The erhu, (pronounced Are Who?), is the most common two-string stick fiddle of China. The name translates roughly to the words "two" and "barbarian", as it came to China approximately a thousand years ago from the tribal peoples of the north. The erhu has a sweet round tone and is capable of a high degree of virtuosity. With a range of about three octaves, its sound is rather like a violin, but with a thinner tone due to the smaller resonating chamber covered with python skin. The erhu is a very popular instrument and can be found in almost all forms of music in China.
The erhu sounds similar to the human voice, and can imitate many natural sounds such as birds and horse. It is a very expressive instrument, most well-known for playing melancholic tune, but also capable of playing a happy melody. It assumes a central position in the modern Chinese orchestra, similar to the violin in the Western orchestra, as well as in the accompaniment of singing and dancing.

There are two strings, with the bow inserted between them. The two tuning handles (pegs) are found close to the end of the stem. There are no frets (as on the lute or guitar) or finger board (as on the violin). The player creates different pitches by touching the strings at various positions along the neck of the instrument. The bow is manufactured of reed or bamboo which one curves during cooking, and strung with horsehair like the bow of a violin.

The player of an erhu usually plays sitting down, and the erhu is placed on the left upper thigh in front of the hip. The instrument is played by moving the bow horizontally across one of the two vertical strings. Playing techniques are rich, including, harmonic tones, trills, glissandos, pizzicatos for the left hand and legatos, detaches, martellatos, saltandos, tremolos, flying staccatos for the right hand. The erhu's range spans about three octaves. It has some of the qualities of a violin, but with more of a nasal tone. The erhu is capable of producing a gentle yet firm tone.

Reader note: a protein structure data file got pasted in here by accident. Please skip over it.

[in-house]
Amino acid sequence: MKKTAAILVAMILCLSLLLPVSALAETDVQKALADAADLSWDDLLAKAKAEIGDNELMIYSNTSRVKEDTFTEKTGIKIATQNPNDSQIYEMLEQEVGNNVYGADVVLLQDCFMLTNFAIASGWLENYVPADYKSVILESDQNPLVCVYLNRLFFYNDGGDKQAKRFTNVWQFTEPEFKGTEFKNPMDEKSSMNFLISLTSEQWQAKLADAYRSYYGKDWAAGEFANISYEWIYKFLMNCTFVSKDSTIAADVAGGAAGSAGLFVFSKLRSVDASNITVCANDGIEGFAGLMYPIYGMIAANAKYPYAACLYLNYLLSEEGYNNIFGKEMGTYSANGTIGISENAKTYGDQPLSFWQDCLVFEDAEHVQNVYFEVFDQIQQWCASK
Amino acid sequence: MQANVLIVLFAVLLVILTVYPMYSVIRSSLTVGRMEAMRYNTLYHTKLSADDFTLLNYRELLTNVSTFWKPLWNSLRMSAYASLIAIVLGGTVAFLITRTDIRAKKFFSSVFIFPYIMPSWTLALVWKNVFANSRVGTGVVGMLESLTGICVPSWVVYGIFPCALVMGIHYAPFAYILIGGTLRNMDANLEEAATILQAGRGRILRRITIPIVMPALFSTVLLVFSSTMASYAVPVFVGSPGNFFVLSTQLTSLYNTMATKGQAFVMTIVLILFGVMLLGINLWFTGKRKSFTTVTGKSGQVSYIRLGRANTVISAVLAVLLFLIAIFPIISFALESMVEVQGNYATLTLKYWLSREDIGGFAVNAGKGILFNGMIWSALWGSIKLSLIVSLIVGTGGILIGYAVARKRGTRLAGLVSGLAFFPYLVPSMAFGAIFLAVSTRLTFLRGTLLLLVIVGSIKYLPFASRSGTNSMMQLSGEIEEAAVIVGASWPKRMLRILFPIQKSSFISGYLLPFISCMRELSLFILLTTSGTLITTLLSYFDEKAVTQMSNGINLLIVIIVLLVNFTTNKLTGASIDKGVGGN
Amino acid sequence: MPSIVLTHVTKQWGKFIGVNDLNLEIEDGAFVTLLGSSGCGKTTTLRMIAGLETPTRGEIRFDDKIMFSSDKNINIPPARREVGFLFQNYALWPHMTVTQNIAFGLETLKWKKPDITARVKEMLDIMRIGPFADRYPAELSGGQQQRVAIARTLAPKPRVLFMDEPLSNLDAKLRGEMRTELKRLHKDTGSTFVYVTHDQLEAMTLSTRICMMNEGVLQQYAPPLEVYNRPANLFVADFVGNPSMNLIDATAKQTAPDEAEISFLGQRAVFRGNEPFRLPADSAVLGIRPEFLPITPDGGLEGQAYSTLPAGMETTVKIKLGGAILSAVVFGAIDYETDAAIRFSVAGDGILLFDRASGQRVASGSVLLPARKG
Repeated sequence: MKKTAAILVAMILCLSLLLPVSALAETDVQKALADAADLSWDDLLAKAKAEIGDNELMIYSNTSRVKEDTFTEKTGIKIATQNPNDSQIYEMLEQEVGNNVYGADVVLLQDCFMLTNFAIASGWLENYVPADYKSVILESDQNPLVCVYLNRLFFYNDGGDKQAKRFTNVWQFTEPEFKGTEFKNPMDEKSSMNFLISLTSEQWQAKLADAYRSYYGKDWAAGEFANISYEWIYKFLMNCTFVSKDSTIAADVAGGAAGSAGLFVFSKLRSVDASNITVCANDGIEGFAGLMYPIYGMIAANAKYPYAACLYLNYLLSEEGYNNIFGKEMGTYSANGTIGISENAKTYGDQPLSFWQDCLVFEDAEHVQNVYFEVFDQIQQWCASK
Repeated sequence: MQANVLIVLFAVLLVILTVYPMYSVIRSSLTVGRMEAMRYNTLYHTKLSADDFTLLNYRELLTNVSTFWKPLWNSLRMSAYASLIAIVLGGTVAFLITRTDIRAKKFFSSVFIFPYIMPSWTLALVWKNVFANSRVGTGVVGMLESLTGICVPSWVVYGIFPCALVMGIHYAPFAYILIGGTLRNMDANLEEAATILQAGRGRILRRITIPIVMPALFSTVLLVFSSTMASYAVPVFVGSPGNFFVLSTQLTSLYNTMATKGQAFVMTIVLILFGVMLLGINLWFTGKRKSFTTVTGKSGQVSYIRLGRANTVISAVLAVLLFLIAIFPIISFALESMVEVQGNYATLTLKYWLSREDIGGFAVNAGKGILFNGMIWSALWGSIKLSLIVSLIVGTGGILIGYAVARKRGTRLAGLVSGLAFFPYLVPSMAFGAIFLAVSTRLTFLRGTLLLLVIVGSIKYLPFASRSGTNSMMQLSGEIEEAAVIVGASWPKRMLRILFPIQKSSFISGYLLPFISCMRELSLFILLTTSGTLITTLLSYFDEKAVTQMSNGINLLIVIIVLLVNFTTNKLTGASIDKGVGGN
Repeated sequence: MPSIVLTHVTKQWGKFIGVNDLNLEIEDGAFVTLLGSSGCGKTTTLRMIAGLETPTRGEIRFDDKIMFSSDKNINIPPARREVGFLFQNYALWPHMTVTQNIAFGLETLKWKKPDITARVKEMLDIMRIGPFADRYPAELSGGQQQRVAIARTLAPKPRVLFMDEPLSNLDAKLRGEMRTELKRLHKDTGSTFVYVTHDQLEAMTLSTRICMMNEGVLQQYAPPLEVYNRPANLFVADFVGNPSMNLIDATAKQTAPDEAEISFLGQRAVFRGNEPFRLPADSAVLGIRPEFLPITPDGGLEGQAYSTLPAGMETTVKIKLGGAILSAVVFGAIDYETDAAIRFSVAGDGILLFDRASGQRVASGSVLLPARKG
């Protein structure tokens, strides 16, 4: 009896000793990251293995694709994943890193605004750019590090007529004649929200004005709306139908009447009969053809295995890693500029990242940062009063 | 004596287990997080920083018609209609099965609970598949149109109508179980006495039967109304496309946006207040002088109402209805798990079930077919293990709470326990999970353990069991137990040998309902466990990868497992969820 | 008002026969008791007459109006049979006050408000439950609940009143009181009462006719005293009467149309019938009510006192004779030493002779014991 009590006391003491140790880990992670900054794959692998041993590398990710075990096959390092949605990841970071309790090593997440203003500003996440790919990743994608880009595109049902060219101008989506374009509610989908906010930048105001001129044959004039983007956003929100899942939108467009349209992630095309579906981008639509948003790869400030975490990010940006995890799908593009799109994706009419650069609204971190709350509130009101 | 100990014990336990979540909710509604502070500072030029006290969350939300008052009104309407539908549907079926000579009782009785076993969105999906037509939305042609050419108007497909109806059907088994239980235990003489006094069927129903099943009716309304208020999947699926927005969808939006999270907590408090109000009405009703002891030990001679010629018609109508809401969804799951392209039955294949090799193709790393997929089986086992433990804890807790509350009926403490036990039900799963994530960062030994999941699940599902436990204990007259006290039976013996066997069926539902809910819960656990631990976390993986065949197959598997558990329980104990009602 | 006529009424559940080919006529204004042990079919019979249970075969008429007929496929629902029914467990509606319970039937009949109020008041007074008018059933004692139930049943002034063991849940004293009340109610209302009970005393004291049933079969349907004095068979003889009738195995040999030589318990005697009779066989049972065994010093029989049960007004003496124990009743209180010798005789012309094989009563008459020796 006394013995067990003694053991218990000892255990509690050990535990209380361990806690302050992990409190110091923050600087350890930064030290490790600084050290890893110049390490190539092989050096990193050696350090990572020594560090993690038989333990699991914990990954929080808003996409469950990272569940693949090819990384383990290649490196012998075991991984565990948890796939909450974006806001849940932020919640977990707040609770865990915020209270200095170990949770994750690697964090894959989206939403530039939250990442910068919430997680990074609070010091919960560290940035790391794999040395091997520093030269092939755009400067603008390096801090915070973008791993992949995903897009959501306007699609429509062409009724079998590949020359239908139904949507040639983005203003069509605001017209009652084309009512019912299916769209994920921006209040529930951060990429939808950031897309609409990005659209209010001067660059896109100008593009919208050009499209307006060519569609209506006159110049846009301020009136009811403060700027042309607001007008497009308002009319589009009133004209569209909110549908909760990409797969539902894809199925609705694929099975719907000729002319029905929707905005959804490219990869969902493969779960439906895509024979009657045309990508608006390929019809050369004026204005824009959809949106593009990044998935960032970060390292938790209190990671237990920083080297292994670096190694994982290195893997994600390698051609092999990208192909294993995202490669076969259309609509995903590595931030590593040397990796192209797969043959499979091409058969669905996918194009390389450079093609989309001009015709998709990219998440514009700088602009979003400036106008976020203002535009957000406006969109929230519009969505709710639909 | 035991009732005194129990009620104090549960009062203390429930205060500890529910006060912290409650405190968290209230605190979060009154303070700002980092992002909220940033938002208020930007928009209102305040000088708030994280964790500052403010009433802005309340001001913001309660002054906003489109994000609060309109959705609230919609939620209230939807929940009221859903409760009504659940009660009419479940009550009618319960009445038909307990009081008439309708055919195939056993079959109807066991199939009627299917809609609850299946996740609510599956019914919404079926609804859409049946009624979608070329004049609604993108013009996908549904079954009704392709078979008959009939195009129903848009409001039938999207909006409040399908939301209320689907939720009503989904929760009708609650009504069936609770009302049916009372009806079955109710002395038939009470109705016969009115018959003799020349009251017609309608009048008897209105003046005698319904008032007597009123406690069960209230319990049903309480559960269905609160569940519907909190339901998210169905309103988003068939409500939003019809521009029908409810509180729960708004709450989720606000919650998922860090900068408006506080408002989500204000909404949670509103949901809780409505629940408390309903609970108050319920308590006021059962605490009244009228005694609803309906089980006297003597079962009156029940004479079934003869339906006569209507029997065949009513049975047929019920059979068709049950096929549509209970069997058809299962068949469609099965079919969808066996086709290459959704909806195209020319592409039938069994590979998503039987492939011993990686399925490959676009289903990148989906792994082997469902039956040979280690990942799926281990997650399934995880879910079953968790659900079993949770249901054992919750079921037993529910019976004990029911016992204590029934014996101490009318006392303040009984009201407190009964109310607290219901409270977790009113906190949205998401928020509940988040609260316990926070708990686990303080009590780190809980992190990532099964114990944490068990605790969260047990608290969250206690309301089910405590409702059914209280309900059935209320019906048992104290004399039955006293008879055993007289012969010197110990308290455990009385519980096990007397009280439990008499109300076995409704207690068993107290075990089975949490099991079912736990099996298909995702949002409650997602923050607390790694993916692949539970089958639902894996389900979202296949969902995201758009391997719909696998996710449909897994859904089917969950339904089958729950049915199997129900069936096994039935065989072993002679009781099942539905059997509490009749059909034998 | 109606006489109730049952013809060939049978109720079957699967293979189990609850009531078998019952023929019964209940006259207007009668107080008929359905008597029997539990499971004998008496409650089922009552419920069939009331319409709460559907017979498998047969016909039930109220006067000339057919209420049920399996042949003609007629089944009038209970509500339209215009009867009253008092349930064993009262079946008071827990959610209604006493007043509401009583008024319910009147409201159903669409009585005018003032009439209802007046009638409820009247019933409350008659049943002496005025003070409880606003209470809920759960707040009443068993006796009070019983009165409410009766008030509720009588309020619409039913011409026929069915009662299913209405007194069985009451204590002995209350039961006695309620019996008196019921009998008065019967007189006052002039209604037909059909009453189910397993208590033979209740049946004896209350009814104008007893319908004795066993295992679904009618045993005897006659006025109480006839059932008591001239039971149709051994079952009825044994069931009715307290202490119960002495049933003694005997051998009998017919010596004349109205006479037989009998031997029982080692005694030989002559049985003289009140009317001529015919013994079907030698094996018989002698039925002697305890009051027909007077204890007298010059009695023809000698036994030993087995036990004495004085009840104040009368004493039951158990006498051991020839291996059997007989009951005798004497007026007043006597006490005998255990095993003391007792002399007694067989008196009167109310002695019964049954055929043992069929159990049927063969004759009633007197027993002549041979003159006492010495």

The erhu evolved from the yazheng, which was a bowed zither of the Tang Dynasty (618-907), and the xiqin originating from a Mongolian tribe Xi found around the areas of Xilamulun River in northeast China. In the early period, it was played with a bamboo stick pressing on the strings and therefore the tone color tended to be brilliant with a metallic quality. By the Song Dynasty (960-1279), the bamboo stick was replaced by a bow. It was among the instruments played at the imperial banquets. During the Dynasties of Ming (1368-1644) and Qing (1644-1911), the erhu underwent a great development at the time of the golden age of the local operas. Two famous artists Hua Yanjun (1893-1950) and Liu Tianhua (1895-1932) both made large contributions to the improvement of the erhu, and it was indeed due to the latter that the erhu, an instrument mainly for accompaniment in an opera, becomes a solo instrument. Today, the erhu has become a leading or solo instrument.
Zhong Hu
The Zhong Hu (pronounced Joh-ng Who?), is an Alto version of the Er Hu. Its body is slightly larger and the strings are tuned to an A below middle C and an E a fifth above that A.
Ban Hu
The Ban Hu (pronounced Bahn Who?) is similar to the Er Hu in construction with the major difference being that instead of a python skin, it uses a thin piece of wood as the resonator.
Gao Hu
The Gao Hu (pronounced Gow Who?) is slightly smaller than the Er Hu, and has a more nasal tone to its sound. It is similarly tuned to a D above middle C and an A a fifth above that.
Ge Hu
The Ge Hu (pronounced Guh Who?) was invented in the 1950's as Chinese culture sought to add bass sounding instruments to the tones of Chinese instruments.

Plucked/Hammered Instruments

Gu Zheng